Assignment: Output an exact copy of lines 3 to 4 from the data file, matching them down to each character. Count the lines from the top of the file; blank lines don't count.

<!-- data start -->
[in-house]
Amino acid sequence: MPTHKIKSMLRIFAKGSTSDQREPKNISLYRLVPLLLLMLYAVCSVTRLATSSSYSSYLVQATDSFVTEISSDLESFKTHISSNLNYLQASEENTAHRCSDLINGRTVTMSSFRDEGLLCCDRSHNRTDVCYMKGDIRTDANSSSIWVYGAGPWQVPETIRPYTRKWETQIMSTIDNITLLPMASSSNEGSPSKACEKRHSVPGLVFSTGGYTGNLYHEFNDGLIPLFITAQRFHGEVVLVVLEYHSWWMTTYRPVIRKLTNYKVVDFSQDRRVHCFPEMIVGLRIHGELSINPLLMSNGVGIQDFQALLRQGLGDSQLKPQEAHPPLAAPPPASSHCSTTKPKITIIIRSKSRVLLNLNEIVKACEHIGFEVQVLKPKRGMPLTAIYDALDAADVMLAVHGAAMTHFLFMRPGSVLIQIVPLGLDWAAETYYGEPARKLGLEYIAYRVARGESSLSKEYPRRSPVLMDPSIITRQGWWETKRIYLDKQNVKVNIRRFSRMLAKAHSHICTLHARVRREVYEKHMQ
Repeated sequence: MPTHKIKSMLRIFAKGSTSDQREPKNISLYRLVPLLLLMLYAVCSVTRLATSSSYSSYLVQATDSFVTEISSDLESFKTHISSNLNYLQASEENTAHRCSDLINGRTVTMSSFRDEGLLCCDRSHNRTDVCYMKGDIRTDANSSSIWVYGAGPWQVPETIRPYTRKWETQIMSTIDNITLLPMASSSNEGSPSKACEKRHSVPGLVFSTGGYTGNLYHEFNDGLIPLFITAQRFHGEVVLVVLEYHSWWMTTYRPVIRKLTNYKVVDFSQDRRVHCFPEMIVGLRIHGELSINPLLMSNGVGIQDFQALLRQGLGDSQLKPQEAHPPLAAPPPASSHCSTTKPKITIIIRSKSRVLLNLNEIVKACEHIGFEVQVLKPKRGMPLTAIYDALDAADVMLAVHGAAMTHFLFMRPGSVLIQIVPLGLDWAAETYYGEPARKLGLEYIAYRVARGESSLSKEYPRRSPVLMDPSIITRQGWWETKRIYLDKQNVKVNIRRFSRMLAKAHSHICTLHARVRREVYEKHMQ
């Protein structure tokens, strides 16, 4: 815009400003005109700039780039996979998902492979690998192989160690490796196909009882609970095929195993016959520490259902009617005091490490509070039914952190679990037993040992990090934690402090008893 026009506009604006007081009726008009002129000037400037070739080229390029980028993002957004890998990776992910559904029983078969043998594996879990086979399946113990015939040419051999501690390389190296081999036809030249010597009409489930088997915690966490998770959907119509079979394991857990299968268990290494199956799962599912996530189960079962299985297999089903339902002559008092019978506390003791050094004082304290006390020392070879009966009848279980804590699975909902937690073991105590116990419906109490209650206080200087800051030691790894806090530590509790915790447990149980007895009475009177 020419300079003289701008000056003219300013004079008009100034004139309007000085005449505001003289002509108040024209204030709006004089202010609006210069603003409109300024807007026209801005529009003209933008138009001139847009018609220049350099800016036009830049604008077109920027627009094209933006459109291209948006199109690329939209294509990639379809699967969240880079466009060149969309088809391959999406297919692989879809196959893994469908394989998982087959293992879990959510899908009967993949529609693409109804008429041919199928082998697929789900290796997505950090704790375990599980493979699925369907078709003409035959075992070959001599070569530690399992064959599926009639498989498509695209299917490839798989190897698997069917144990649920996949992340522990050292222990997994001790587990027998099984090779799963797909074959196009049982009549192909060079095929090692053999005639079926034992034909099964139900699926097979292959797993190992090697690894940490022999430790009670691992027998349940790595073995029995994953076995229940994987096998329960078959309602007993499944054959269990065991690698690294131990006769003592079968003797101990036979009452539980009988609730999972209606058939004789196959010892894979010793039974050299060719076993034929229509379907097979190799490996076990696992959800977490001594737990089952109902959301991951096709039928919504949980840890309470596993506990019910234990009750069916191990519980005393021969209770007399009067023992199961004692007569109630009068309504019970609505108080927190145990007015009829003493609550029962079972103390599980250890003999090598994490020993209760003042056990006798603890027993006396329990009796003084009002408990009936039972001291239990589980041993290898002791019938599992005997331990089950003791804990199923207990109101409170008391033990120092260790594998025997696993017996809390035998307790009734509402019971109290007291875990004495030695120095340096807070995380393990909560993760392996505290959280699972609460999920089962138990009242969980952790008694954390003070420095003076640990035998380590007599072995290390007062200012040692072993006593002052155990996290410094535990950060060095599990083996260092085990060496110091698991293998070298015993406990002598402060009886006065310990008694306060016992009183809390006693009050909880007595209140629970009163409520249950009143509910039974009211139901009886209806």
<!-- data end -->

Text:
Repeated sequence: MPTHKIKSMLRIFAKGSTSDQREPKNISLYRLVPLLLLMLYAVCSVTRLATSSSYSSYLVQATDSFVTEISSDLESFKTHISSNLNYLQASEENTAHRCSDLINGRTVTMSSFRDEGLLCCDRSHNRTDVCYMKGDIRTDANSSSIWVYGAGPWQVPETIRPYTRKWETQIMSTIDNITLLPMASSSNEGSPSKACEKRHSVPGLVFSTGGYTGNLYHEFNDGLIPLFITAQRFHGEVVLVVLEYHSWWMTTYRPVIRKLTNYKVVDFSQDRRVHCFPEMIVGLRIHGELSINPLLMSNGVGIQDFQALLRQGLGDSQLKPQEAHPPLAAPPPASSHCSTTKPKITIIIRSKSRVLLNLNEIVKACEHIGFEVQVLKPKRGMPLTAIYDALDAADVMLAVHGAAMTHFLFMRPGSVLIQIVPLGLDWAAETYYGEPARKLGLEYIAYRVARGESSLSKEYPRRSPVLMDPSIITRQGWWETKRIYLDKQNVKVNIRRFSRMLAKAHSHICTLHARVRREVYEKHMQ
């Protein structure tokens, strides 16, 4: 815009400003005109700039780039996979998902492979690998192989160690490796196909009882609970095929195993016959520490259902009617005091490490509070039914952190679990037993040992990090934690402090008893 026009506009604006007081009726008009002129000037400037070739080229390029980028993002957004890998990776992910559904029983078969043998594996879990086979399946113990015939040419051999501690390389190296081999036809030249010597009409489930088997915690966490998770959907119509079979394991857990299968268990290494199956799962599912996530189960079962299985297999089903339902002559008092019978506390003791050094004082304290006390020392070879009966009848279980804590699975909902937690073991105590116990419906109490209650206080200087800051030691790894806090530590509790915790447990149980007895009475009177 020419300079003289701008000056003219300013004079008009100034004139309007000085005449505001003289002509108040024209204030709006004089202010609006210069603003409109300024807007026209801005529009003209933008138009001139847009018609220049350099800016036009830049604008077109920027627009094209933006459109291209948006199109690329939209294509990639379809699967969240880079466009060149969309088809391959999406297919692989879809196959893994469908394989998982087959293992879990959510899908009967993949529609693409109804008429041919199928082998697929789900290796997505950090704790375990599980493979699925369907078709003409035959075992070959001599070569530690399992064959599926009639498989498509695209299917490839798989190897698997069917144990649920996949992340522990050292222990997994001790587990027998099984090779799963797909074959196009049982009549192909060079095929090692053999005639079926034992034909099964139900699926097979292959797993190992090697690894940490022999430790009670691992027998349940790595073995029995994953076995229940994987096998329960078959309602007993499944054959269990065991690698690294131990006769003592079968003797101990036979009452539980009988609730999972209606058939004789196959010892894979010793039974050299060719076993034929229509379907097979190799490996076990696992959800977490001594737990089952109902959301991951096709039928919504949980840890309470596993506990019910234990009750069916191990519980005393021969209770007399009067023992199961004692007569109630009068309504019970609505108080927190145990007015009829003493609550029962079972103390599980250890003999090598994490020993209760003042056990006798603890027993006396329990009796003084009002408990009936039972001291239990589980041993290898002791019938599992005997331990089950003791804990199923207990109101409170008391033990120092260790594998025997696993017996809390035998307790009734509402019971109290007291875990004495030695120095340096807070995380393990909560993760392996505290959280699972609460999920089962138990009242969980952790008694954390003070420095003076640990035998380590007599072995290390007062200012040692072993006593002052155990996290410094535990950060060095599990083996260092085990060496110091698991293998070298015993406990002598402060009886006065310990008694306060016992009183809390006693009050909880007595209140629970009163409520249950009143509910039974009211139901009886209806």